There is so much conflicting advice and no definitive answers on whether one should adamantly seek an agent or try alternative methods such as networking and pitching to industry personnel in the hope that you will get lucky with a script sale.The whole system makes me wonder though. Writers create something from a death-defying blank page and the agent takes a bite out of it. So why does the writer always have to be the one to impress an agent? How about the other way round where the agent has to demonstrate how writers can benefit from hiring them as a representative. After all it is the agents who make a percentage from the writer’s talent. I have yet to come across an enticing agent with a bright enthusiastic approach. So why is it they are always looking for not only brilliant writing samples, but also a writer with an equally electric personality? Surely, it is meant to be a partnership, and I certainly would not want to be in alliance with an agent who cannot equalize my current.
I have met several agents at various events and generally they give the same advice; ‘hone in on your writing skills’ they say. I am honing. I hone regularly. I hone with reverence. I accept the honing process is an infinite task, or tragedy, depending on how you look at it. But deep down inside we all know the truth. Screenplays sold and produced did not get there because of brilliant writing honed to perfection. Success is an outcome of great tenacity, an industry connection, or being in the right time at the right place scenario. Perhaps it’s time to ease off the honing and get networking…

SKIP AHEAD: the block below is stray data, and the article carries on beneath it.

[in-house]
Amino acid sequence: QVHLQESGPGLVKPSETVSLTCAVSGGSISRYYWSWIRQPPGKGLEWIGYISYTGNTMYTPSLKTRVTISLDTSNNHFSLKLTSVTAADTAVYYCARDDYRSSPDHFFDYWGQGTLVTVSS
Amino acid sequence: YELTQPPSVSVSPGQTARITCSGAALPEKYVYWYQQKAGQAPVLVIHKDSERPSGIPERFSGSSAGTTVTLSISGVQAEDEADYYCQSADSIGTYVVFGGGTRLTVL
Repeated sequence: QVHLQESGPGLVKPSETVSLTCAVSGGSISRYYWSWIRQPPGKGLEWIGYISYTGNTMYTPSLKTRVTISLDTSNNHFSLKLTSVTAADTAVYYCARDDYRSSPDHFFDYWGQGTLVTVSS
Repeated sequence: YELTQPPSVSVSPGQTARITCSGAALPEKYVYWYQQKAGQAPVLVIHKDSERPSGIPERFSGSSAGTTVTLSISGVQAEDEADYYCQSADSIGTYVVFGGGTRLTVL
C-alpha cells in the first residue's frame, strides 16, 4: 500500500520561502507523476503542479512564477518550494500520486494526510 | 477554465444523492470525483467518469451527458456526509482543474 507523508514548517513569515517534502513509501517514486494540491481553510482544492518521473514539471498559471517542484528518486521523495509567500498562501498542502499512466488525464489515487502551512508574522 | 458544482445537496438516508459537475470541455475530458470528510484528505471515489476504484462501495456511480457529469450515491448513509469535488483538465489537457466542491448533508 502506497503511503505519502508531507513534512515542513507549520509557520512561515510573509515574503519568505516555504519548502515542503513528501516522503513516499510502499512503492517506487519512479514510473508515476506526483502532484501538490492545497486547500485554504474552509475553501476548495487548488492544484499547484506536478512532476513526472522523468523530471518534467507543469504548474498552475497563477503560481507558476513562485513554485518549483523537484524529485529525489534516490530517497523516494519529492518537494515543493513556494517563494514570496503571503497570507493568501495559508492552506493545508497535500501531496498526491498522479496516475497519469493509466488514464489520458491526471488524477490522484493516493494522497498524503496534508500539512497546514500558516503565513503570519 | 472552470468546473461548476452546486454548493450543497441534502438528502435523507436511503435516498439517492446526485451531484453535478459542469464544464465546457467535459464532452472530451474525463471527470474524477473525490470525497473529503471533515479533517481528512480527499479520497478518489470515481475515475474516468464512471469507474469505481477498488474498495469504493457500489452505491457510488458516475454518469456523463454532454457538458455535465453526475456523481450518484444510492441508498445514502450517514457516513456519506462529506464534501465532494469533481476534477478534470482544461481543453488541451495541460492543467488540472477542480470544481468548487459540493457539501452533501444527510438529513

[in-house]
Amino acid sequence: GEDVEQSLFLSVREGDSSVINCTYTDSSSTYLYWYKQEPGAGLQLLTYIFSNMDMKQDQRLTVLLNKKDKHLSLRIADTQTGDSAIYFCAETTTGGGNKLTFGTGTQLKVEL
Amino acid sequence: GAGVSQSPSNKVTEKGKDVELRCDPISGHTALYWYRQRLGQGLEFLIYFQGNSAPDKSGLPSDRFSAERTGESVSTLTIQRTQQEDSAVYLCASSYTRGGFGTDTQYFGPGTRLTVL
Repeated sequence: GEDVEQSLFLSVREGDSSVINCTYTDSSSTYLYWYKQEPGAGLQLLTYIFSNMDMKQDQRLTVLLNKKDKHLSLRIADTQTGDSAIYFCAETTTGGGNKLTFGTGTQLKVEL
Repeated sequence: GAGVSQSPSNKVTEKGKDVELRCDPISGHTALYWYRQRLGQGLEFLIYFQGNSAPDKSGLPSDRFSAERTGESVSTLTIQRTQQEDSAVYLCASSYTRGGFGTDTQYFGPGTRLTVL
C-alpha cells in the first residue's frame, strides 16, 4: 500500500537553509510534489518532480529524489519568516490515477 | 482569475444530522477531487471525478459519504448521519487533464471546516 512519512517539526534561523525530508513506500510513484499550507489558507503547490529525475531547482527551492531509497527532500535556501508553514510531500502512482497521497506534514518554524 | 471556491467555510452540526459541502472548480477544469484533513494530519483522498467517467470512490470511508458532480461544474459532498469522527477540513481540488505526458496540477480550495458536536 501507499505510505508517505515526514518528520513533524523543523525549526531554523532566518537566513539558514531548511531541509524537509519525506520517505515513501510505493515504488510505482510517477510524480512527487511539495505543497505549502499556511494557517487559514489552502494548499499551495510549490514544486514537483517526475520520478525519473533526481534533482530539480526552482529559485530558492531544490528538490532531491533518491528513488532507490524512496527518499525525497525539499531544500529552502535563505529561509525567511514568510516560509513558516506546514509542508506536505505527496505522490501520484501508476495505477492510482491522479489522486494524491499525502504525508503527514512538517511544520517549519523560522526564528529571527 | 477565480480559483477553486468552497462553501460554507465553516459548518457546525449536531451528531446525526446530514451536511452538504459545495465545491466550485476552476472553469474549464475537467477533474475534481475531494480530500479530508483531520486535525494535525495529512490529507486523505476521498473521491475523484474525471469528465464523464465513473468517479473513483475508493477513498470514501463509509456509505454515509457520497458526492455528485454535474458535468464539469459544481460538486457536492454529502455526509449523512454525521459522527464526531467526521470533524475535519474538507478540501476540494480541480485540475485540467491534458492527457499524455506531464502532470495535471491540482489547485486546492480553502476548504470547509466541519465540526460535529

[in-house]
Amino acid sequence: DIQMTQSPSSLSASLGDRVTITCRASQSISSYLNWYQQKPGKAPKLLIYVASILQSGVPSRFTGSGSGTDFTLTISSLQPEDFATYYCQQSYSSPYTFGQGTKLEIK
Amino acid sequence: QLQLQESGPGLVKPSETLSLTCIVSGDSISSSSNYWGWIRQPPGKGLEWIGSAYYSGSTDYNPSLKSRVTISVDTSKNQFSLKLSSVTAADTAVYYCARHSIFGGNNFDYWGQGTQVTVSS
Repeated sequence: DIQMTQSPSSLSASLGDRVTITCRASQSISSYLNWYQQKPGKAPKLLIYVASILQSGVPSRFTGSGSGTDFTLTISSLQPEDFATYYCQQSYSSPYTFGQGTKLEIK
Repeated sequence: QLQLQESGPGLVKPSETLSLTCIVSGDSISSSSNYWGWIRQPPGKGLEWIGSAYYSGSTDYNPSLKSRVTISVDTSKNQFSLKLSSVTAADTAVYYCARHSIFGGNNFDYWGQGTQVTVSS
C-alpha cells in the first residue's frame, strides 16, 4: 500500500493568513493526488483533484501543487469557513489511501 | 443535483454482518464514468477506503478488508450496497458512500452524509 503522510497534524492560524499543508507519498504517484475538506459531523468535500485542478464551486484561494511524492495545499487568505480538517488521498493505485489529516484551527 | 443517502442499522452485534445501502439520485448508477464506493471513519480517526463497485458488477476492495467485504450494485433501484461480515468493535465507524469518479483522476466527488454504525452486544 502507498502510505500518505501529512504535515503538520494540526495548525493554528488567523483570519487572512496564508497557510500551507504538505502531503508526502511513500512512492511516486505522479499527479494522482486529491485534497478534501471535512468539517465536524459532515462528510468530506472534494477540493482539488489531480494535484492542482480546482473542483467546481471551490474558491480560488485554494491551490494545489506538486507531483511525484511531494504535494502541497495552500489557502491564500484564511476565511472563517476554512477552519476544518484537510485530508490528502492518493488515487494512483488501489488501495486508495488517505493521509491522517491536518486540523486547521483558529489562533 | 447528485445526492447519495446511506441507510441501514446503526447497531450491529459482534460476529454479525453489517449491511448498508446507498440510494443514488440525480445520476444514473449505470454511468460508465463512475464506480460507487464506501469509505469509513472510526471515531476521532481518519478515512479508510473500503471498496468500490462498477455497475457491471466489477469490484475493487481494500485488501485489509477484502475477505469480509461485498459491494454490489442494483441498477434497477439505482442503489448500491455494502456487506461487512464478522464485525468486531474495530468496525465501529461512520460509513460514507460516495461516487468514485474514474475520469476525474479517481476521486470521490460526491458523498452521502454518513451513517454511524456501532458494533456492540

A link to a great article on agents by an established screenwriter Ashley Scott Meyers.
Yes. As writers we begin to financially invest in our careers the moment we buy the correct software for screenwriting. Then we may even spend money on attending events, hiring consultants and books. So why cut back on something imperative as copyright especially if you believe, feel and know that your script is going to be the next blockbuster. Some writers choose the age old method of posting or emailing a copy of their work to themselves. This is all fine, but it won’t hurt to do that little extra and register your script with The Writers Guild or even better the US Copyright Office. The following article explains the benefits http://www.writersstore.com/wgaw-registration-vs-copyright-registration/
There is an interesting story in Ken Rotcop’s ‘The Perfect Pitch’ about copyright infringement by a well known company in Hollywood who stole a story idea. They hired a writer to pen a complete script based on a pitch. From what I can remember, the project went into production and of course the lady who had pitched the story found out and decided to take legal action. She had her script registered and without doubt was able to prove ownership. To cut a long story short, the production company settled out of court paying her a sum of around $8 million which they could have quite easily avoided by purchasing the script for much less, not even having to go anywhere near the million range.
However, this type of thing rarely happens. The studios and big boys apparently have enough dosh to buy you, and your script. The small production companies with barely enough finance to finish off a movie, well I guess it wouldn’t really matter if they stole your idea because the chances are it probably won’t materialize onto the screen.
Nevertheless, it is still a wise move to copyright your work. $20 to $40 investment is a small price to pay for peace of mind. It’s also a good idea to keep a database on verbal pitches; who, when and what you pitched, along with supporting documents, email, letters and faxes. This could prove invaluable in case you needed to make a claim for copyright infringement, but it is also a great way of keeping a record of your activities to save you from duplicating your pitch or query letter to the same production company.
“All I ask is the chance to prove that money can’t make me happy”. Spike Milligan